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Article for May 19, 2013

Six years ago, my youngest daughter convinced me that the kids from Generation Z (kids who were born in the 2000’s) took a rain check on their Terrible Two’s.  For this age cohort, the “Thorny Three’s” became the new Terrible Two’s.  Every parent says they want their child to be autonomous and independent until their child shows up with the stubbornness and inflexibility that come with those gifts.  A two-year-old occasionally tries on autonomy and independence in the same way that they might play dress-up with a cowboy or ballerina costume.  It’s temporary.  For a three-year-old, autonomy and independence are the shoes and socks they walk around in all day long.

 

The trouble with the age of three-years-old is that it might possibly be the cutest age on the planet.  My daughter, Lizzie, had (and has) a dimple, that is to a smile, what rhubarb is to a fruit pie.  God positioned a dimple on her face to put an exclamation point on her grin.  That combination of charm and stubborn inflexibility, and the way she could oscillate between the two at a moment’s notice, presented something of a curve ball to her enchanted, bewildered, Ph.D. prepared father.

 

As the second grade version of my son (now fourteen years old) tore into his pile of First Communion loot, a characteristically three-year-old question began to surface within three-year-old Lizzie.  “What about me?”  That’s when she began her mantra.  The Dali Lama himself could learn a thing or two from my daughter when it came to chanting the same phrase over and over again.  “I want to open a present,” she announced halfway through the gift exchange.  “You wish it was your turn to open a present, but it’s John Harry’s turn,” I responded in my best Dr. Tom expert voice.  Like water beading off of a freshly waxed car, my words found no home in her ears thoroughly waxed by her single-minded desire for gifts.  “I want to open a present,” she repeated.

 

Worn down by two days of party preparation, and two First Communion celebrations, Dr. Tom did what he tells every parent who hopes to stake a long-term claim on mental health not to do.   I made sacrifice to the three-year-old volcano god in my living room.  I remembered a birthday present that never found its way to the party my son was supposed to attend a few months ago.  I quickly wrapped it, and proudly displayed it to my momentarily appeased three-year-old potentate.  Like a skilled fishing guide gutting a catfish, she made short work of the paper.  She examined the contents, glanced over at her brother opening his fourth present, and said, “I want to open a present.”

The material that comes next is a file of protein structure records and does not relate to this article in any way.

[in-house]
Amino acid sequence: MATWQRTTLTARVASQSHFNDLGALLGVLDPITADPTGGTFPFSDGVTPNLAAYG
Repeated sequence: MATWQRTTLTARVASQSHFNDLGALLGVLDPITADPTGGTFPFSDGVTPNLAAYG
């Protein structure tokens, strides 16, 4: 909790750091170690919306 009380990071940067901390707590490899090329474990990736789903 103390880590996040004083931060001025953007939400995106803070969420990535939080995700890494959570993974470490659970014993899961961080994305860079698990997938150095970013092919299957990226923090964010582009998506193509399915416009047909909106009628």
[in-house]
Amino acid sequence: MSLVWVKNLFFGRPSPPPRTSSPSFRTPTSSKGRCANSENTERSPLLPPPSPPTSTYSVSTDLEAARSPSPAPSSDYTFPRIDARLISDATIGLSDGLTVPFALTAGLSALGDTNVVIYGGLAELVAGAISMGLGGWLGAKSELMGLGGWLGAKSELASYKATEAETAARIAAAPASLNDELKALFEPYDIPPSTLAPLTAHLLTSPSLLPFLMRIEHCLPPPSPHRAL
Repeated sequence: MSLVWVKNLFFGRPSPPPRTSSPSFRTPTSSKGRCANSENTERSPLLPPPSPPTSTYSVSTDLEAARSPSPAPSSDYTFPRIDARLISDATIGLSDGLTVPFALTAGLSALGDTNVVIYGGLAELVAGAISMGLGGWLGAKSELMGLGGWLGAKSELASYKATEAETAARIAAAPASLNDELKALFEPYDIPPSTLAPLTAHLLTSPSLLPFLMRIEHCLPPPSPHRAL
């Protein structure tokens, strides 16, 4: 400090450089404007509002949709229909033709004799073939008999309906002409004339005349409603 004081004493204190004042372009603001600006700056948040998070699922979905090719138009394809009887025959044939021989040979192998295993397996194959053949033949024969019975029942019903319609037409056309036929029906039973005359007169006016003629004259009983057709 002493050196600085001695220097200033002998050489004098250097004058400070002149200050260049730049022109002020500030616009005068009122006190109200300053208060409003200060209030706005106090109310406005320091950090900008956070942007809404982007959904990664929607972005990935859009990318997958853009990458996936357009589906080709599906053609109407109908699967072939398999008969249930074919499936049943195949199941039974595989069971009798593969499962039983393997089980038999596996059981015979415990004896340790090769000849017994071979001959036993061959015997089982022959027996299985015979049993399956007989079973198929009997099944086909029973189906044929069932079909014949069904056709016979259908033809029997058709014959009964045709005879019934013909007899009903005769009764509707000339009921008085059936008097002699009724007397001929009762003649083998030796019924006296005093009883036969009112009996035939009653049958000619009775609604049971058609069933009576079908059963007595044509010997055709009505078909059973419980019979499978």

I would like to say that I didn’t wrap up a second present.   I would like to say that I have always practiced what I have preached to the parents who look to me for advice.  But worn down by the combination of tiredness and three-year-old narcissism, I became the poster child for ineffective parenting.  After a momentary second pause, Lizzie looked up from her second gift and put the needle back down onto her broken record.  “I want to open a present.”

 

On the following weekend after this humbling evening, my wife and I cashed in on a gift certificate to a bed and breakfast.  I booked the baby-sitter.  I packed candles, a bottle of wine, and the kind of treats that would make my wife think that she had married a character from some romantic movie.  After saying goodbye to the kids, we left for a two-night stay in an impossibly romantic bed and breakfast amongst the vineyards of Missouri’s wine country.  I had honey-mooning on my mind.

 

After eating an early dinner, and taking a leisurely stroll, we made our way back to our own private cottage.  Shortly after we had unpacked, my wife stretched out on the antique bed and proceeded to fall fast asleep.  That’s when I discovered that deep within the recesses of my psyche there lives a robust, narcissistic, “I want what I want, when I want it,” three-year-old.

 

My inner three-year-old began to chant the equivalent of, “I want to open a present,” and,  “Some second honeymoon this is turning out to be!”  Fortunately for me, the full-grown adult that also occupies my soul remembered what happened the last time I allowed the inner three-year-old to get a hold of the car keys to my psyche.  I took a walk with a journal and a pen and externalized my internal dialogue on paper.  Next, I prayed a form of self-emptying prayer that went something like this, “God help me not to be an idiot.”  Then I treated my inner little fella to cookies and milk, and went to sleep myself.  If I had allowed my inner three-year-old to throw an “I want to open a present” kind of tantrum, the honeymoon would never had a chance to really show up in its own time.  By parenting my inner child, the honeymoon arrived after my work-exhausted wife was able to get the rest she needed.

 

This Sunday, we celebrated the Feast of Pentecost and were reminded once again of our Confirmation into adult faith when we claimed the gifts and the fruits of the Holy Spirit as our own.  The funny thing I have noticed is that the adult gifts of the Holy Spirit do not eradicate the inner three year old that lives within each of us.  The gifts of Wisdom, Counsel, Understanding, Knowledge, Piety, Fear of the Lord, and Fortitude are meant to be utilized, not only in relationship to the Christian Community and the world.  Those gifts are meant to be applied, first, to the task of parenting our own charming, stubborn, narcissistic, inflexible three-year old that lives within each of us.

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